Sonnet XII, by William Shakespeare

When I do count the clock that tells the time,
And see the brave day sunk in hideous night;
When I behold the violet past prime,
And sable curls ensilvered o'er with white;
When lofty trees I see barren of leaves,
Which erst from heat did canopy the herd,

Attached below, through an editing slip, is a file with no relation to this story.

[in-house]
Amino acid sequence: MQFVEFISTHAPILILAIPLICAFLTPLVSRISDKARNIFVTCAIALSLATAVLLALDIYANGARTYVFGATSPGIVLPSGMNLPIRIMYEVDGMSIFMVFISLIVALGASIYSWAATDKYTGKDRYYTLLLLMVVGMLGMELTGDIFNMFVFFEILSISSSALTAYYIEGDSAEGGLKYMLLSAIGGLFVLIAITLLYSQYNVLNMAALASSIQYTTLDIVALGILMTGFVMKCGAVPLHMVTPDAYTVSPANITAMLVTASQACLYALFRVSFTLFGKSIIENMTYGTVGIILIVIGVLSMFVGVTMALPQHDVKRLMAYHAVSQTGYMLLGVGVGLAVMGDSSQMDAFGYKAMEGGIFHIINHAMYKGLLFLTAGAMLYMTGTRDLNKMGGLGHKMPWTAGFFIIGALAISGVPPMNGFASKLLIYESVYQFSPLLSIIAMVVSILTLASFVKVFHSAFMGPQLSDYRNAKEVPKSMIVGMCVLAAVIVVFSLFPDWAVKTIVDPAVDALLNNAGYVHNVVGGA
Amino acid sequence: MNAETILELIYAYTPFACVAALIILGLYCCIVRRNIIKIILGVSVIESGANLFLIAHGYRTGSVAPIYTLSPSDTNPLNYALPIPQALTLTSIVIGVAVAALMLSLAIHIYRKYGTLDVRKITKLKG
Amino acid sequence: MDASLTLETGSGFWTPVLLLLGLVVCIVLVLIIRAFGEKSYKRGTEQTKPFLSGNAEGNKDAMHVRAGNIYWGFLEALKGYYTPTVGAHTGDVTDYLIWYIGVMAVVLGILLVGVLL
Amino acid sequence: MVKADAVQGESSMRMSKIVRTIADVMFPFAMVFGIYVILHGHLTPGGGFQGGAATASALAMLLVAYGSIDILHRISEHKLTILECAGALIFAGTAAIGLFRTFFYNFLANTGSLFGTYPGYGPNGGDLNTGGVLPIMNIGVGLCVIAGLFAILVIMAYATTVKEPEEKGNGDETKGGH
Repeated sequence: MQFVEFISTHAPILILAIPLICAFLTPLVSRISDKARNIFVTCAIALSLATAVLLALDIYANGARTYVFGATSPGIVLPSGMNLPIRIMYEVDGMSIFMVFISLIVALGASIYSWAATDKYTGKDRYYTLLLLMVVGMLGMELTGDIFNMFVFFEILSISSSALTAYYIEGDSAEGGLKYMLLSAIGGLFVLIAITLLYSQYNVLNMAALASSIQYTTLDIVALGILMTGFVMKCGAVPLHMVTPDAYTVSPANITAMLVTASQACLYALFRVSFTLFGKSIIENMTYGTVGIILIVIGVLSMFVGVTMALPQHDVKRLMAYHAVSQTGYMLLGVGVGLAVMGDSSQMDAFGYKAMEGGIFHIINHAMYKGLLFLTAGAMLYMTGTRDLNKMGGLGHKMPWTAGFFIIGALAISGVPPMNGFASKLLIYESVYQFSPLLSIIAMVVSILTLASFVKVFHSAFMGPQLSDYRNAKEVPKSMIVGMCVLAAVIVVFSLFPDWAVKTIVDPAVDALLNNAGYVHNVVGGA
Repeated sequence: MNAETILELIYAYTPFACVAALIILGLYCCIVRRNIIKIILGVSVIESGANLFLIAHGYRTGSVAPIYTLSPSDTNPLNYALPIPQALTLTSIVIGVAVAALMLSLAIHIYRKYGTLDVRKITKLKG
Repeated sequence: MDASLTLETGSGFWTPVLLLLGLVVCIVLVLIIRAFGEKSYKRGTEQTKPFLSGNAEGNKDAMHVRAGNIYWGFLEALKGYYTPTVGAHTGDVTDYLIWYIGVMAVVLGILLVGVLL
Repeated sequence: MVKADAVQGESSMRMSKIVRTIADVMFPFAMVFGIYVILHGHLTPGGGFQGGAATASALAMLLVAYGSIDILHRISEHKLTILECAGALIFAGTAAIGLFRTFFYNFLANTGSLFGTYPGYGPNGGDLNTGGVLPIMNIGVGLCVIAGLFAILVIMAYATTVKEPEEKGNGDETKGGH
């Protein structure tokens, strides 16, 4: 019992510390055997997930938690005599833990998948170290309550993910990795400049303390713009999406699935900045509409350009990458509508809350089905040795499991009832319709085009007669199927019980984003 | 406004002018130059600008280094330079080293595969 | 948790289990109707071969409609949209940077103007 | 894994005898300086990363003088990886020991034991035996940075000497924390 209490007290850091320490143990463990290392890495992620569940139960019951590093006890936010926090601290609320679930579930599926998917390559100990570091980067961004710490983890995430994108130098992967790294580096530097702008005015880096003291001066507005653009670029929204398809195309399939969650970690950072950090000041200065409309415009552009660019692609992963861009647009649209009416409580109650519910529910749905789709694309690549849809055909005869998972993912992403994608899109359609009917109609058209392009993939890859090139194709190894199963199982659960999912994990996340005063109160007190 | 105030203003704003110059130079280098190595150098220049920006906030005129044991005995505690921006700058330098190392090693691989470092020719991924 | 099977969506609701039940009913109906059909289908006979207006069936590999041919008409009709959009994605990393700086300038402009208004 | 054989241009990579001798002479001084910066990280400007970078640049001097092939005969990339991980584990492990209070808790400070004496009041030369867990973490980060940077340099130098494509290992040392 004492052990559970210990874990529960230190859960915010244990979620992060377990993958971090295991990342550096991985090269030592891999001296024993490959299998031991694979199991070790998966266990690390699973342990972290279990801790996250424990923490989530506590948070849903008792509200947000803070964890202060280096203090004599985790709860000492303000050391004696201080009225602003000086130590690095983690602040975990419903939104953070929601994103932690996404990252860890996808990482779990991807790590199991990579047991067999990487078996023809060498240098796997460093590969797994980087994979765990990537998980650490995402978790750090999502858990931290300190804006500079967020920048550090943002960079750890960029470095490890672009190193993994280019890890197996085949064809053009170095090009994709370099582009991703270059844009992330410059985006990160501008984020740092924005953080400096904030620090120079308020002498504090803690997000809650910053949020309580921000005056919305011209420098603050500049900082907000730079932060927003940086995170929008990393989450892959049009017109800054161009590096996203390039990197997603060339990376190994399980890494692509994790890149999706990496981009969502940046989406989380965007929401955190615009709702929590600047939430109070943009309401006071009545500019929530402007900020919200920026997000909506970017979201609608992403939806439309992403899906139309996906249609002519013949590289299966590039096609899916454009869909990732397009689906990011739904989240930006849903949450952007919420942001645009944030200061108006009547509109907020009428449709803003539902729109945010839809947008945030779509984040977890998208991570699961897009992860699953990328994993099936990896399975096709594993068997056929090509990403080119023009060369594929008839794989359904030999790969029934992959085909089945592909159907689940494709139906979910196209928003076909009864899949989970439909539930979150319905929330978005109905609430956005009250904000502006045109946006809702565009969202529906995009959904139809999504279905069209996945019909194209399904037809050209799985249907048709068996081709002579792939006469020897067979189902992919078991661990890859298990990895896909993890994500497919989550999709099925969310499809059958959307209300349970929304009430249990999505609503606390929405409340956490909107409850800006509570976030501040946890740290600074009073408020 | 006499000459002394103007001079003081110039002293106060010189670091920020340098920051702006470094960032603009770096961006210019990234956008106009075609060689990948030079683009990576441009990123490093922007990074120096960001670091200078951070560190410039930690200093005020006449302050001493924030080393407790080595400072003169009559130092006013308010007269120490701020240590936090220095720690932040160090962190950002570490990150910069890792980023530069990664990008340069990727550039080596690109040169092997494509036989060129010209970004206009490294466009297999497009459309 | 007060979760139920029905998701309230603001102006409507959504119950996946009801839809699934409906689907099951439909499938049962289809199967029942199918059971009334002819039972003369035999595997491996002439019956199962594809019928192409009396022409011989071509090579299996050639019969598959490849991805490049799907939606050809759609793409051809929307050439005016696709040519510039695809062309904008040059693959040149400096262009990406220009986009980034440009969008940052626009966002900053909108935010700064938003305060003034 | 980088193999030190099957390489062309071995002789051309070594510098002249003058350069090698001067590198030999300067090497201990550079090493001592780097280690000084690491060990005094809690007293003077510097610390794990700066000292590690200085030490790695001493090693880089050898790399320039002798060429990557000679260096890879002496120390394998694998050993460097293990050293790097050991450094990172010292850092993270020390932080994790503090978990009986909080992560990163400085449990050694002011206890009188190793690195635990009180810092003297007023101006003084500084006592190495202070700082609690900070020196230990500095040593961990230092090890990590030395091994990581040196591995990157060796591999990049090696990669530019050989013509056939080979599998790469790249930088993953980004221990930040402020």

And summer's green all girded up in sheaves
Borne on the bier with white and bristly beard;
Then of thy beauty do I question make
That thou among the wastes of time must go,
Since sweets and beauties do themselves forsake,
And die as fast as they see others grow;
  And nothing 'gainst time's scythe can make defence
  Save breed to brave him when he takes thee hence.

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